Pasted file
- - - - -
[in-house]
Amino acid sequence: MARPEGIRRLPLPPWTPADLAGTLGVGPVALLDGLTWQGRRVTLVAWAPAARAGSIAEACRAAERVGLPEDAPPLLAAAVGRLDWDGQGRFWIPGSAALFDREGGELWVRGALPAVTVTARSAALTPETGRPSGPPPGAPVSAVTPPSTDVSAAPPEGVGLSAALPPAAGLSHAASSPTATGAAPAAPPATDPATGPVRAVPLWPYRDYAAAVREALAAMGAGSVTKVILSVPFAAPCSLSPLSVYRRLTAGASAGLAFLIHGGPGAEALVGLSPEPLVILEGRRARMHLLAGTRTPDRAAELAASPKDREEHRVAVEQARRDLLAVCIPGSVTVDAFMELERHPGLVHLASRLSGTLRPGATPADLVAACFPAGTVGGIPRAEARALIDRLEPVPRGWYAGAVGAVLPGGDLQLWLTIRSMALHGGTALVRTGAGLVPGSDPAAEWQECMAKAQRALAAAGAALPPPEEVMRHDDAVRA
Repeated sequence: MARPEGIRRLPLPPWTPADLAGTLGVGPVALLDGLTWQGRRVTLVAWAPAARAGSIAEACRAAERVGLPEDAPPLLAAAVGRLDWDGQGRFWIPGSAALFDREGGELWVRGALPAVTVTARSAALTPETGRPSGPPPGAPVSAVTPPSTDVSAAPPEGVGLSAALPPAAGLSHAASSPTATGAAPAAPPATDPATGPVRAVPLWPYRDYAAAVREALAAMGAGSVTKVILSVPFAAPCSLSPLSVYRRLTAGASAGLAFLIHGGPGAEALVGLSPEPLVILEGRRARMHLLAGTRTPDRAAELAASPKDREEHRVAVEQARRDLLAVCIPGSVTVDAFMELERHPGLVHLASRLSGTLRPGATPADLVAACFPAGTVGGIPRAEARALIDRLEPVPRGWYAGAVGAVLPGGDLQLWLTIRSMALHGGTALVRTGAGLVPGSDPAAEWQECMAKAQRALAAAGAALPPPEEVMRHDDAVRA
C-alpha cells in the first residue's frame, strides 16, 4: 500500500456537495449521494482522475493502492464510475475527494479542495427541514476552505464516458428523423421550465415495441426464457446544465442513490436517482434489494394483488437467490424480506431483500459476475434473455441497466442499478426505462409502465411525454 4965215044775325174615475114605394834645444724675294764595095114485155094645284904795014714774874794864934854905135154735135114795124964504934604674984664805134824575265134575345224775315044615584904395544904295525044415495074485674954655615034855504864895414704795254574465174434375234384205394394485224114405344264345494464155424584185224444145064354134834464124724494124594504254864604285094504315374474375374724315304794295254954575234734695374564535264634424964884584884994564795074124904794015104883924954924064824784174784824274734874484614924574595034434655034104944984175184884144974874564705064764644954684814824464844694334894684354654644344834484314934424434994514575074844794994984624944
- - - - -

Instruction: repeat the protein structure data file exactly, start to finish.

[in-house]
Amino acid sequence: MARPEGIRRLPLPPWTPADLAGTLGVGPVALLDGLTWQGRRVTLVAWAPAARAGSIAEACRAAERVGLPEDAPPLLAAAVGRLDWDGQGRFWIPGSAALFDREGGELWVRGALPAVTVTARSAALTPETGRPSGPPPGAPVSAVTPPSTDVSAAPPEGVGLSAALPPAAGLSHAASSPTATGAAPAAPPATDPATGPVRAVPLWPYRDYAAAVREALAAMGAGSVTKVILSVPFAAPCSLSPLSVYRRLTAGASAGLAFLIHGGPGAEALVGLSPEPLVILEGRRARMHLLAGTRTPDRAAELAASPKDREEHRVAVEQARRDLLAVCIPGSVTVDAFMELERHPGLVHLASRLSGTLRPGATPADLVAACFPAGTVGGIPRAEARALIDRLEPVPRGWYAGAVGAVLPGGDLQLWLTIRSMALHGGTALVRTGAGLVPGSDPAAEWQECMAKAQRALAAAGAALPPPEEVMRHDDAVRA
Repeated sequence: MARPEGIRRLPLPPWTPADLAGTLGVGPVALLDGLTWQGRRVTLVAWAPAARAGSIAEACRAAERVGLPEDAPPLLAAAVGRLDWDGQGRFWIPGSAALFDREGGELWVRGALPAVTVTARSAALTPETGRPSGPPPGAPVSAVTPPSTDVSAAPPEGVGLSAALPPAAGLSHAASSPTATGAAPAAPPATDPATGPVRAVPLWPYRDYAAAVREALAAMGAGSVTKVILSVPFAAPCSLSPLSVYRRLTAGASAGLAFLIHGGPGAEALVGLSPEPLVILEGRRARMHLLAGTRTPDRAAELAASPKDREEHRVAVEQARRDLLAVCIPGSVTVDAFMELERHPGLVHLASRLSGTLRPGATPADLVAACFPAGTVGGIPRAEARALIDRLEPVPRGWYAGAVGAVLPGGDLQLWLTIRSMALHGGTALVRTGAGLVPGSDPAAEWQECMAKAQRALAAAGAALPPPEEVMRHDDAVRA
C-alpha cells in the first residue's frame, strides 16, 4: 500500500456537495449521494482522475493502492464510475475527494479542495427541514476552505464516458428523423421550465415495441426464457446544465442513490436517482434489494394483488437467490424480506431483500459476475434473455441497466442499478426505462409502465411525454 4965215044775325174615475114605394834645444724675294764595095114485155094645284904795014714774874794864934854905135154735135114795124964504934604674984664805134824575265134575345224775315044615584904395544904295525044415495074485674954655615034855504864895414704795254574465174434375234384205394394485224114405344264345494464155424584185224444145064354134834464124724494124594504254864604285094504315374474375374724315304794295254954575234734695374564535264634424964884584884994564795074124904794015104883924954924064824784174784824274734874484614924574595034434655034104944984175184884144974874564705064764644954684814824464844694334894684354654644344834484314934424434994514575074844794994984624944